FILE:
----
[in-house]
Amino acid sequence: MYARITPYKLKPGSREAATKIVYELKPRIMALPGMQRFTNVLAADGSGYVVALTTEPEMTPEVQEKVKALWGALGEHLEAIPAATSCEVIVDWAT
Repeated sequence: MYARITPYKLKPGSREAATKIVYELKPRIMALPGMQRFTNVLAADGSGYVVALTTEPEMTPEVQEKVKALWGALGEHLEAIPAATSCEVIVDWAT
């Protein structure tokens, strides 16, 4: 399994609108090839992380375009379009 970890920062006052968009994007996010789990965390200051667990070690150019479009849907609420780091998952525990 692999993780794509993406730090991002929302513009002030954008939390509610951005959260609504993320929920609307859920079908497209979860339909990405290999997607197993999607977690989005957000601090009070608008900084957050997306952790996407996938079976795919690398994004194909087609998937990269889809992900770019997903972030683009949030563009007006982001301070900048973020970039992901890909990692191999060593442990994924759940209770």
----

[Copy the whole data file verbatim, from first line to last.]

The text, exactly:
[in-house]
Amino acid sequence: MYARITPYKLKPGSREAATKIVYELKPRIMALPGMQRFTNVLAADGSGYVVALTTEPEMTPEVQEKVKALWGALGEHLEAIPAATSCEVIVDWAT
Repeated sequence: MYARITPYKLKPGSREAATKIVYELKPRIMALPGMQRFTNVLAADGSGYVVALTTEPEMTPEVQEKVKALWGALGEHLEAIPAATSCEVIVDWAT
């Protein structure tokens, strides 16, 4: 399994609108090839992380375009379009 970890920062006052968009994007996010789990965390200051667990070690150019479009849907609420780091998952525990 692999993780794509993406730090991002929302513009002030954008939390509610951005959260609504993320929920609307859920079908497209979860339909990405290999997607197993999607977690989005957000601090009070608008900084957050997306952790996407996938079976795919690398994004194909087609998937990269889809992900770019997903972030683009949030563009007006982001301070900048973020970039992901890909990692191999060593442990994924759940209770």